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Article
May 1968

The Tensile Strength of Corneal Wounds

Author Affiliations

Boston
From Department of Cornea Research, Institute of Biological and Medical Sciences, Retina Foundation, Boston.

Arch Ophthalmol. 1968;79(5):595-602. doi:10.1001/archopht.1968.03850040597020
Abstract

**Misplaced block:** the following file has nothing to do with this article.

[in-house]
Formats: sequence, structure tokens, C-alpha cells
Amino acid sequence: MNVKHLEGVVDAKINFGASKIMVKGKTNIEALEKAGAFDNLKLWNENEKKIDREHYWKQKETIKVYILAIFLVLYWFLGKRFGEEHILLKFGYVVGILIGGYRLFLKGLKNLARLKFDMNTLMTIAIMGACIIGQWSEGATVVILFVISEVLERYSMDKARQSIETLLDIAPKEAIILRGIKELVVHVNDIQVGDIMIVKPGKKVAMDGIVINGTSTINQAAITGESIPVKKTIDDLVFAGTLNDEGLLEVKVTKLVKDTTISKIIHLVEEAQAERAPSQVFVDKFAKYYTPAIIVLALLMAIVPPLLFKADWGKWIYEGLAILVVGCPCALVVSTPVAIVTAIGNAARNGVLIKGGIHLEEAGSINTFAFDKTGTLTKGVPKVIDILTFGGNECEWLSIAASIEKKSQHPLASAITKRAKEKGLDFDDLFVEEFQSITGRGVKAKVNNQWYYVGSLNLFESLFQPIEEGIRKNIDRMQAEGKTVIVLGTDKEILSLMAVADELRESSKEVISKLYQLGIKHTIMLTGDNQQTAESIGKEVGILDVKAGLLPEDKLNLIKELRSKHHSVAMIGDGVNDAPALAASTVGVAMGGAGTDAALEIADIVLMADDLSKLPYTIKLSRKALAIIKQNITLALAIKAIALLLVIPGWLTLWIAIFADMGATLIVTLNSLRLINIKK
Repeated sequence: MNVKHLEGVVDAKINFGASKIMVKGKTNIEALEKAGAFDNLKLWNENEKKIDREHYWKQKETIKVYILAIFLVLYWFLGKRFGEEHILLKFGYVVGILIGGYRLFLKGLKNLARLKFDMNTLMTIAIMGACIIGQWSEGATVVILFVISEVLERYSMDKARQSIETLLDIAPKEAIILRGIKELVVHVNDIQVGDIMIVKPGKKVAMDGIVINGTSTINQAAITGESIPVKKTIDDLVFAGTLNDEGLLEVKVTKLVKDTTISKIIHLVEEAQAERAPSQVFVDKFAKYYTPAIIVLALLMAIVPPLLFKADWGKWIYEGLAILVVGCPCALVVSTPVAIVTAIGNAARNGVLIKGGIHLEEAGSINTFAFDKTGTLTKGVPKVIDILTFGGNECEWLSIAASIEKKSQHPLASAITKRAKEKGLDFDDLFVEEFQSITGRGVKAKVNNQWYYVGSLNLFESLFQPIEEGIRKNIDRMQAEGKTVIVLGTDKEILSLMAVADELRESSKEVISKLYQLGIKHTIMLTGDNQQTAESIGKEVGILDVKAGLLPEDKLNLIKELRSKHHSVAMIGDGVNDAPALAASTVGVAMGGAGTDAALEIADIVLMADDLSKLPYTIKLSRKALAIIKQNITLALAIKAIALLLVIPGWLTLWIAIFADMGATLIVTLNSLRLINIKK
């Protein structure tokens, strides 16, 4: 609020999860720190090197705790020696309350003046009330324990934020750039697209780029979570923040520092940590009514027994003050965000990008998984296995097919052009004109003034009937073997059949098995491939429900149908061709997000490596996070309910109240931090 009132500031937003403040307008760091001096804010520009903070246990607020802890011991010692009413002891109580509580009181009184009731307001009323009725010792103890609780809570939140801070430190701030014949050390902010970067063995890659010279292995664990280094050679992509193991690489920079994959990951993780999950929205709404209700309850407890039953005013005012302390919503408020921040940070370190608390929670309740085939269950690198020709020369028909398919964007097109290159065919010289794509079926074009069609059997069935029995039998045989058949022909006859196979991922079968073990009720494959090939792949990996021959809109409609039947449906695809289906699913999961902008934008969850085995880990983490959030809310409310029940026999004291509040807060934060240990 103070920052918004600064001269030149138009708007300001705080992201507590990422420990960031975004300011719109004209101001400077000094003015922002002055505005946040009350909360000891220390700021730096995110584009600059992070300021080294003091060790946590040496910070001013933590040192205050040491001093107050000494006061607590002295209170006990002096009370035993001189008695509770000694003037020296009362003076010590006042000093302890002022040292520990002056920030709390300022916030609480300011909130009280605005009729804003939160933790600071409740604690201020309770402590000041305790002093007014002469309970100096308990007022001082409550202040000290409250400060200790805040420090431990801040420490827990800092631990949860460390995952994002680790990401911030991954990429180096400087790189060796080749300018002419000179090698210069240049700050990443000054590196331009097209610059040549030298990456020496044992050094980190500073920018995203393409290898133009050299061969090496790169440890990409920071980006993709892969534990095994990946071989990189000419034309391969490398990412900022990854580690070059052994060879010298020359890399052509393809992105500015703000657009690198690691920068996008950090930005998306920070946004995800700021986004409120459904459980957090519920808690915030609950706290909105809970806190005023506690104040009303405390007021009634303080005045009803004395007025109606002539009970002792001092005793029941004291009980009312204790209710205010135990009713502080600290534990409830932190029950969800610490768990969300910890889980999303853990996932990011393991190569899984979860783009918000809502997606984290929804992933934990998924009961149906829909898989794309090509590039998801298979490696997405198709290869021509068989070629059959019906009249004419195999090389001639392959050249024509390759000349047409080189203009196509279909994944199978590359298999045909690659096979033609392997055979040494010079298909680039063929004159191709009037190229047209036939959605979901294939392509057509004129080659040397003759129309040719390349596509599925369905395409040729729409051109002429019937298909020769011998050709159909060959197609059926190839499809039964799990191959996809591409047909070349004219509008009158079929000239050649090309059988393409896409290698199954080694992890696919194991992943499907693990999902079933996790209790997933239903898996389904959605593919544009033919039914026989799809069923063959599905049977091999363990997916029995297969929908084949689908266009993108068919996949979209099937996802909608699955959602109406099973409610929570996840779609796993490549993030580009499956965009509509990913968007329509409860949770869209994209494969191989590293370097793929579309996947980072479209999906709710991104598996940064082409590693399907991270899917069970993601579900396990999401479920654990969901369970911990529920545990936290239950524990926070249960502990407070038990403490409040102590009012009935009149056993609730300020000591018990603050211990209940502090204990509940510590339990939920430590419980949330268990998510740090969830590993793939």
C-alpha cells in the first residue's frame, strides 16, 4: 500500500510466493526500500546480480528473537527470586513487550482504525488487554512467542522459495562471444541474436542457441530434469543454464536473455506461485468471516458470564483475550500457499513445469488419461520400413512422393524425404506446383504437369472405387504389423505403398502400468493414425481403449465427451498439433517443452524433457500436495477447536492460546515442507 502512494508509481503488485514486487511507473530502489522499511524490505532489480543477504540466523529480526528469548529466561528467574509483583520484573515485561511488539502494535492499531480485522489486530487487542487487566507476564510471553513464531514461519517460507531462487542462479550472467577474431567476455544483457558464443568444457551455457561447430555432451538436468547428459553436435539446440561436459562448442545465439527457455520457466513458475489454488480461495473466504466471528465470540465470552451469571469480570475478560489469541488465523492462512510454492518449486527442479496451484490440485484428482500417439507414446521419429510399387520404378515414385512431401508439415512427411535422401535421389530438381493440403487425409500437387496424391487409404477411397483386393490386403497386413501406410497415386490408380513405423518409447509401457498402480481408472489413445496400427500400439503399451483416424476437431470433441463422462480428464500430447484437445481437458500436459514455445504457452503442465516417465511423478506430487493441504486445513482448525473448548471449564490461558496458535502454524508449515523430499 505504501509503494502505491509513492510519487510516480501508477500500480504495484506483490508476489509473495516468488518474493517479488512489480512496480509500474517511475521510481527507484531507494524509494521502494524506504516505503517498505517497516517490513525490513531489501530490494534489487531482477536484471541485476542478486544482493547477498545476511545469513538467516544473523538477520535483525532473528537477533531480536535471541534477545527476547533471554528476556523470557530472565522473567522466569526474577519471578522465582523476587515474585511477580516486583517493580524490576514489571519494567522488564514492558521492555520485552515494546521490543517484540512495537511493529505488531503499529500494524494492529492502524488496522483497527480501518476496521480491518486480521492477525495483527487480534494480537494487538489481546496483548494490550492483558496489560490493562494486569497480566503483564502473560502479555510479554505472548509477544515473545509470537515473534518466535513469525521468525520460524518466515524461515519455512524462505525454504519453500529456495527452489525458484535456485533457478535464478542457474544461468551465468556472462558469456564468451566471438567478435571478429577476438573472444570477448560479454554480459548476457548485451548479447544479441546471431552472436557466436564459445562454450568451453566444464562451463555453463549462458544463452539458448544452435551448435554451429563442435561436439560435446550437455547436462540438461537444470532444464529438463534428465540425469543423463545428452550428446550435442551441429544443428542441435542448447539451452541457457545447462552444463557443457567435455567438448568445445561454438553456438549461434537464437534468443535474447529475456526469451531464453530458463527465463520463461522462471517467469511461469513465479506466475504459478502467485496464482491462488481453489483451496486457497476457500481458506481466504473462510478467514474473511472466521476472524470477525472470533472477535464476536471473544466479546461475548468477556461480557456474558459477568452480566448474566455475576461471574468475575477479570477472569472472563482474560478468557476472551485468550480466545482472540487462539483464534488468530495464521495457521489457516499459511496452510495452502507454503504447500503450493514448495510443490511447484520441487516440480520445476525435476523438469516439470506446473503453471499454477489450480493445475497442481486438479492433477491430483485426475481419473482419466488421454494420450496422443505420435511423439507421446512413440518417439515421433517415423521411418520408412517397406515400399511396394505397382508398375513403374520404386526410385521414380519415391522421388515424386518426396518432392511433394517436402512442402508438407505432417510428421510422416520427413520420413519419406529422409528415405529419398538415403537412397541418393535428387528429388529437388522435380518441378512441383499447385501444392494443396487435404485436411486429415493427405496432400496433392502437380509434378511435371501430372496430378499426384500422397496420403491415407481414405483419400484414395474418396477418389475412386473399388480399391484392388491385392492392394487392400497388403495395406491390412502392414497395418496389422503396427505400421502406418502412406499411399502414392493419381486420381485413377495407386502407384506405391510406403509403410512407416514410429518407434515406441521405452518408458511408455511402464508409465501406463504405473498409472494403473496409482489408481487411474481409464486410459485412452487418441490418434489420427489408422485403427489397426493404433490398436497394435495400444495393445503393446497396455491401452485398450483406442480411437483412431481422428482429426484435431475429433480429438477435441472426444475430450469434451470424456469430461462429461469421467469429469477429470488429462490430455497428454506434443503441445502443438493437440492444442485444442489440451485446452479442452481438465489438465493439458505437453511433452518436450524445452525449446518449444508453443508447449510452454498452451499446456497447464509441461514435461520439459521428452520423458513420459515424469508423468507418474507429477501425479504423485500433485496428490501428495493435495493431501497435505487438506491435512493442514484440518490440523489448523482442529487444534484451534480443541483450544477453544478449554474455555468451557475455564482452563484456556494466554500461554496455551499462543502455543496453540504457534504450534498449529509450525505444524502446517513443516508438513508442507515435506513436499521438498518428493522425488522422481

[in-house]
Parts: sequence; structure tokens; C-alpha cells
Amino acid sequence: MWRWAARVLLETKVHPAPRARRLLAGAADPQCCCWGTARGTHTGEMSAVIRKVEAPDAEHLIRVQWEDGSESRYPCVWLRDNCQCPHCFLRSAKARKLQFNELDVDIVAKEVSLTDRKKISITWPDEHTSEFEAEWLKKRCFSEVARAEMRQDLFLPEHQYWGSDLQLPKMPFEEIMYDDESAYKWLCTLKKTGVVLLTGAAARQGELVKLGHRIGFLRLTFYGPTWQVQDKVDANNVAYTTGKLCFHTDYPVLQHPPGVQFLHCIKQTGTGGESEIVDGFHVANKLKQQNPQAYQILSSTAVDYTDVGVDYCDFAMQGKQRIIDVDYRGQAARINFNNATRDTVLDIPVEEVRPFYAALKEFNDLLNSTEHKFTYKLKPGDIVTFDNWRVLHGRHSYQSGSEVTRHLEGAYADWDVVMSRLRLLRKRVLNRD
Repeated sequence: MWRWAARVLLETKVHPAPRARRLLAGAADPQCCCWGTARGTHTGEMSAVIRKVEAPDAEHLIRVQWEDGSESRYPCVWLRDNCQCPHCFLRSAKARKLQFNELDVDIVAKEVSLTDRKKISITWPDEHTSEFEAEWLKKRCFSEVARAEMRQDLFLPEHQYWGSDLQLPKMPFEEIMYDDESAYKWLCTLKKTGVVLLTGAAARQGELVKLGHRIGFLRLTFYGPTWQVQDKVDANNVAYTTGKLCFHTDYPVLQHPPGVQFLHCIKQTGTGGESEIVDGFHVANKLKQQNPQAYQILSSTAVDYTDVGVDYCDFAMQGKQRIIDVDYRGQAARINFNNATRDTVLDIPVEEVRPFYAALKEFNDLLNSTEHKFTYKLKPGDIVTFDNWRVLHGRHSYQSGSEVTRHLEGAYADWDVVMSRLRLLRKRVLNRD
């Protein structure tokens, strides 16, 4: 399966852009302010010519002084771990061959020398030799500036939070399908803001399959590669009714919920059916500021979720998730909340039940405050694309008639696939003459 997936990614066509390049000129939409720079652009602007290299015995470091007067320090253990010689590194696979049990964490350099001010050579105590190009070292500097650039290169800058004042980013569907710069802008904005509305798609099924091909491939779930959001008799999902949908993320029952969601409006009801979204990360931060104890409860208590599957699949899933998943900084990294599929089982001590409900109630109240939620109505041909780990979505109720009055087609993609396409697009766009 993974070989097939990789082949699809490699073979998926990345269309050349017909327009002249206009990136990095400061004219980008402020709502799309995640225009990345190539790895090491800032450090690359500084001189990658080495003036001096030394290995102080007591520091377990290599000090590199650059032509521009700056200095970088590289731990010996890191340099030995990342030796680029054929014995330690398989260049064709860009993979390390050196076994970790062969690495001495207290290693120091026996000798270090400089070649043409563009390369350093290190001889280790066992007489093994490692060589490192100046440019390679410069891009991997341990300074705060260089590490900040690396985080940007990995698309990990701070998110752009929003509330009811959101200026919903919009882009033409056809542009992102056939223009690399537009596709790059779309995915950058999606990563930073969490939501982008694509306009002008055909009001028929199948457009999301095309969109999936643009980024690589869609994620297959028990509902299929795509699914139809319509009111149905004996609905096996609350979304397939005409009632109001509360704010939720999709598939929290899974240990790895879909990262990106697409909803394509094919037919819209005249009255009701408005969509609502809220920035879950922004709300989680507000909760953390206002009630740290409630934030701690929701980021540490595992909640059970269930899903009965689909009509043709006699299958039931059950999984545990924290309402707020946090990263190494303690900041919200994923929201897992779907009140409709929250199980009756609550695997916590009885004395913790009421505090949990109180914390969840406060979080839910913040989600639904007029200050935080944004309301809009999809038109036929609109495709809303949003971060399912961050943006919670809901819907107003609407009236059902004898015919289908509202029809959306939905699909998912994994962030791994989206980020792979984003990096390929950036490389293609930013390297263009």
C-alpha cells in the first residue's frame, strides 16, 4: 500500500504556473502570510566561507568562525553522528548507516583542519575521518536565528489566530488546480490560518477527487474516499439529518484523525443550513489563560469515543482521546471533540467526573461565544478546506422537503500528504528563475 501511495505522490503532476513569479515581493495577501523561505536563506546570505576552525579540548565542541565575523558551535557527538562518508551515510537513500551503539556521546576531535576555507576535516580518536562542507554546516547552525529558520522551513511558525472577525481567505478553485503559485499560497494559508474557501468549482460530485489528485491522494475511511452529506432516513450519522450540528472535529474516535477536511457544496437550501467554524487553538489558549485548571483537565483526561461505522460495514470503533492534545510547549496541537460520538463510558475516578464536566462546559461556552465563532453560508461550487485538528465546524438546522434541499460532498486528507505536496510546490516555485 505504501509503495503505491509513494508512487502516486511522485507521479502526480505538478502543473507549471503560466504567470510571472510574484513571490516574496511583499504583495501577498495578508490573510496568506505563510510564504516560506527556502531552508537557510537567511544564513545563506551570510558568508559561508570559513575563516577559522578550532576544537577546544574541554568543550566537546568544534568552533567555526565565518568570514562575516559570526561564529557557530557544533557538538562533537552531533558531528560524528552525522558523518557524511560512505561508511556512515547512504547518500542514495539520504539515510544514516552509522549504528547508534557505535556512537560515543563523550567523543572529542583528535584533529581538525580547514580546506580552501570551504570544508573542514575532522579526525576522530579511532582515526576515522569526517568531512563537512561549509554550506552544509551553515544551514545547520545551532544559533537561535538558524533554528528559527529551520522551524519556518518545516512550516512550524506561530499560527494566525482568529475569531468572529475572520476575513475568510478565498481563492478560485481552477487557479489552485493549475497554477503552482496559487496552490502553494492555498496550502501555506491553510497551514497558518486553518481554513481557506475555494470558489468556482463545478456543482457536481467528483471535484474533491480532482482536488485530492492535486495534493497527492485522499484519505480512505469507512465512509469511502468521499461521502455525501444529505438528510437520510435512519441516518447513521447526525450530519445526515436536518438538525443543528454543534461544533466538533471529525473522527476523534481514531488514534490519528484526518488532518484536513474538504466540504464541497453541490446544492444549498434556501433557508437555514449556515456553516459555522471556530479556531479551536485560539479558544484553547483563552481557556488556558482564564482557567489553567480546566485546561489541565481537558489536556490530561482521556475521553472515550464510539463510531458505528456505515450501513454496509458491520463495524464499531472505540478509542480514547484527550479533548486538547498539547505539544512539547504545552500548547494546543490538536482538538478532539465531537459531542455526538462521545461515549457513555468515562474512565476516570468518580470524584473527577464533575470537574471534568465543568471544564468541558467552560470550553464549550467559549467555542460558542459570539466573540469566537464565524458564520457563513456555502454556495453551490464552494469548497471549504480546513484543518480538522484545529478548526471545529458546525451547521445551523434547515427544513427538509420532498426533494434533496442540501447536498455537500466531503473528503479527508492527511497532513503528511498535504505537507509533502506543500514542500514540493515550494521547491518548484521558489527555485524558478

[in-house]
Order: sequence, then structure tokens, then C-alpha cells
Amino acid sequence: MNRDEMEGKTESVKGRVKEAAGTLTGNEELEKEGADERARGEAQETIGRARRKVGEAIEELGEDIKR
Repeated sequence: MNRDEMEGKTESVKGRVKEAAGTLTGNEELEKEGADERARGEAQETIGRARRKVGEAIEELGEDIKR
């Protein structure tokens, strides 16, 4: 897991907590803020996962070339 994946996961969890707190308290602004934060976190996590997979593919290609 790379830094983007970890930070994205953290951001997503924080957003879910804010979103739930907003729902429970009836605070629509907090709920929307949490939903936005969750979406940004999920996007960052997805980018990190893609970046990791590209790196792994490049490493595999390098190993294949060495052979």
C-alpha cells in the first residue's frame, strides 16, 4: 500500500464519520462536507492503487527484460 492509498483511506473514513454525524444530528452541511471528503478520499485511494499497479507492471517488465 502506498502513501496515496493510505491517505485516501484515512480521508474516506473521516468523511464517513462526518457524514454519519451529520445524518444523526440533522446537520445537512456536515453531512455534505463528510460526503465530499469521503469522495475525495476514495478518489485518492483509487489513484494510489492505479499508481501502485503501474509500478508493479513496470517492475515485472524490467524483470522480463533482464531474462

The tensile strength of central and peripheral penetrating corneal wounds was measured. The gain of strength of central wounds at different time intervals was recorded up to 100 days. Peripheral corneal wounds healed faster than central wounds. Permanent closure of eye lids had no effect on the gain of tensile strength, nor did the presence of a fornix-based conjunctival flap affect the healing of limbal wounds. Absence of corneal epithelium markedly decreased the gain of tensile strength of central wounds. During the first 12 postoperative days, no tensile strength could be measured; after that time a slow healing began. A conjunctival flap restored normal healing of the denuded wounds; however, a silicone membrane between the flap and the cornea again drastically reduced wound healing.

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